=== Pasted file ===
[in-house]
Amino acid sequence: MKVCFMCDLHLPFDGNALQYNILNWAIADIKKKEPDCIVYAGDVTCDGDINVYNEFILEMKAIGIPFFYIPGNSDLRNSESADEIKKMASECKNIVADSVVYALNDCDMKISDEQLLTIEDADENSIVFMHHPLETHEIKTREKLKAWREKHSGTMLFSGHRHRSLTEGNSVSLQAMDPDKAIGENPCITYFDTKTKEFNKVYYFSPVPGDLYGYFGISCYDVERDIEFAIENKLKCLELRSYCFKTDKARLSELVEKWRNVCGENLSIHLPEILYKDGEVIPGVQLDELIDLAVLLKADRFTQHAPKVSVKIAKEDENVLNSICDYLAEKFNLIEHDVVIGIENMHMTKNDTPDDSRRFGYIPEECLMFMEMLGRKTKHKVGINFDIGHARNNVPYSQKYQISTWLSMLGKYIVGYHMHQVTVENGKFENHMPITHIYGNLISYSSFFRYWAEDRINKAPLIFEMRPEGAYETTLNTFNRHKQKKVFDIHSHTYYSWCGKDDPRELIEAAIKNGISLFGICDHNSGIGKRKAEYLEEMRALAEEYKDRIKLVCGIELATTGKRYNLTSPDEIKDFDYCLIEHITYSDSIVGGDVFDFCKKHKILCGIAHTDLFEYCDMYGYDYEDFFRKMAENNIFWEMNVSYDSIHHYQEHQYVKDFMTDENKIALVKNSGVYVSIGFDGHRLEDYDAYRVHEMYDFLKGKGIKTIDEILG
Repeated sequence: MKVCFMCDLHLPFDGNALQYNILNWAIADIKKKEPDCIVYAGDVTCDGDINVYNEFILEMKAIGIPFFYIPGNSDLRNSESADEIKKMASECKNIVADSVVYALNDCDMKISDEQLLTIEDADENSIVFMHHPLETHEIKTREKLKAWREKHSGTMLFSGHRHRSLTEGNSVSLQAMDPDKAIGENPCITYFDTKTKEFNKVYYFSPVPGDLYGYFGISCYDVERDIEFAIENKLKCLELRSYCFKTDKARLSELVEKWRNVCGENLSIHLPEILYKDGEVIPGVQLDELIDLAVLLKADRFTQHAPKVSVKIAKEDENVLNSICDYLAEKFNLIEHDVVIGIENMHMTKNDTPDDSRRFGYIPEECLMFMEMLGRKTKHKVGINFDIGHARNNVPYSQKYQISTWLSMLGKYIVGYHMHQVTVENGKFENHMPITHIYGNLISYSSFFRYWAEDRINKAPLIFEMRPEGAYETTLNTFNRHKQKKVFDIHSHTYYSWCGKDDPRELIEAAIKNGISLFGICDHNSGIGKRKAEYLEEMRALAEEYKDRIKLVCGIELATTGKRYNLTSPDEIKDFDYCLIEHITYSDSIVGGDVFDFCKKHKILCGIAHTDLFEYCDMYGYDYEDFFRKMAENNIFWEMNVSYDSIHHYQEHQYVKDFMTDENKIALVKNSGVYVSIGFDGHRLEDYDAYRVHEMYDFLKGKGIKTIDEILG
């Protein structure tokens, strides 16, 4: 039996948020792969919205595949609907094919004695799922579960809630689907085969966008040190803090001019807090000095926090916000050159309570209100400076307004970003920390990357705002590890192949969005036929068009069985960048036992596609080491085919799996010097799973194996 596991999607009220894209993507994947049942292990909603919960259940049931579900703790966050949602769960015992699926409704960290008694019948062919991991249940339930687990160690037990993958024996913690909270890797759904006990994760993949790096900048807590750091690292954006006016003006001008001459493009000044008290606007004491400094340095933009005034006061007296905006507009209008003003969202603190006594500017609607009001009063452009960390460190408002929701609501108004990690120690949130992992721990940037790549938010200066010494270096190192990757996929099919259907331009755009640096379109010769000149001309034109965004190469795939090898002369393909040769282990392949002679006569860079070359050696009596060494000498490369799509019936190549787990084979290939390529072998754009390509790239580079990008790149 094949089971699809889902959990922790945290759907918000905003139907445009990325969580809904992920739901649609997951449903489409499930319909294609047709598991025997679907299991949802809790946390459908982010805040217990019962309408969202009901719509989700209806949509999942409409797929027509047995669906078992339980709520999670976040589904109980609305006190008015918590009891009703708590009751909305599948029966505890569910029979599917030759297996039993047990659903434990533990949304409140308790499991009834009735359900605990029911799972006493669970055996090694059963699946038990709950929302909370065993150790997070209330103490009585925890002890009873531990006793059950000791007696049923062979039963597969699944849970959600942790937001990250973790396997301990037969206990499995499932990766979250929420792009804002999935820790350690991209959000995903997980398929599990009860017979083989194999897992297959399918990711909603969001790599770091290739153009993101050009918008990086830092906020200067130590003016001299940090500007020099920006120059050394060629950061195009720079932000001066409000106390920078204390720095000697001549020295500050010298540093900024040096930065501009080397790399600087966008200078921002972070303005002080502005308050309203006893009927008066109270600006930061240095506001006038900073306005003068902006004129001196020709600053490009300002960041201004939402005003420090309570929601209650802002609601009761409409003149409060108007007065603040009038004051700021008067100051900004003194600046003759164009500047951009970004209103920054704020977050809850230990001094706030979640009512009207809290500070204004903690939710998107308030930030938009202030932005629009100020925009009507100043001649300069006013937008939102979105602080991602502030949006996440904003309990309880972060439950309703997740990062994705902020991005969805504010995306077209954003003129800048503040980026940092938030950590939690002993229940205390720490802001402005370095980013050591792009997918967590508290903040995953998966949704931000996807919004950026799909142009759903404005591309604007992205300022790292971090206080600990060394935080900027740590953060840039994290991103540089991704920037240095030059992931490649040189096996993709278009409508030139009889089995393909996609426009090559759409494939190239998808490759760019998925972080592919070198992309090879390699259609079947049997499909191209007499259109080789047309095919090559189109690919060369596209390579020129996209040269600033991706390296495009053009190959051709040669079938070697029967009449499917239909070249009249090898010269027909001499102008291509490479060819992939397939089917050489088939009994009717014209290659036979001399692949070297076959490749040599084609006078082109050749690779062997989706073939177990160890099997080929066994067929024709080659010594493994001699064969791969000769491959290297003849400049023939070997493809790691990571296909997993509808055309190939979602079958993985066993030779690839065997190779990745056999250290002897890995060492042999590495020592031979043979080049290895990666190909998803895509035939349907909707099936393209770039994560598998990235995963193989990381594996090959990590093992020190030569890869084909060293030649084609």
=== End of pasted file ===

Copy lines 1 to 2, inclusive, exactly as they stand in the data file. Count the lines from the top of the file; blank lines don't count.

[in-house]
Amino acid sequence: MKVCFMCDLHLPFDGNALQYNILNWAIADIKKKEPDCIVYAGDVTCDGDINVYNEFILEMKAIGIPFFYIPGNSDLRNSESADEIKKMASECKNIVADSVVYALNDCDMKISDEQLLTIEDADENSIVFMHHPLETHEIKTREKLKAWREKHSGTMLFSGHRHRSLTEGNSVSLQAMDPDKAIGENPCITYFDTKTKEFNKVYYFSPVPGDLYGYFGISCYDVERDIEFAIENKLKCLELRSYCFKTDKARLSELVEKWRNVCGENLSIHLPEILYKDGEVIPGVQLDELIDLAVLLKADRFTQHAPKVSVKIAKEDENVLNSICDYLAEKFNLIEHDVVIGIENMHMTKNDTPDDSRRFGYIPEECLMFMEMLGRKTKHKVGINFDIGHARNNVPYSQKYQISTWLSMLGKYIVGYHMHQVTVENGKFENHMPITHIYGNLISYSSFFRYWAEDRINKAPLIFEMRPEGAYETTLNTFNRHKQKKVFDIHSHTYYSWCGKDDPRELIEAAIKNGISLFGICDHNSGIGKRKAEYLEEMRALAEEYKDRIKLVCGIELATTGKRYNLTSPDEIKDFDYCLIEHITYSDSIVGGDVFDFCKKHKILCGIAHTDLFEYCDMYGYDYEDFFRKMAENNIFWEMNVSYDSIHHYQEHQYVKDFMTDENKIALVKNSGVYVSIGFDGHRLEDYDAYRVHEMYDFLKGKGIKTIDEILG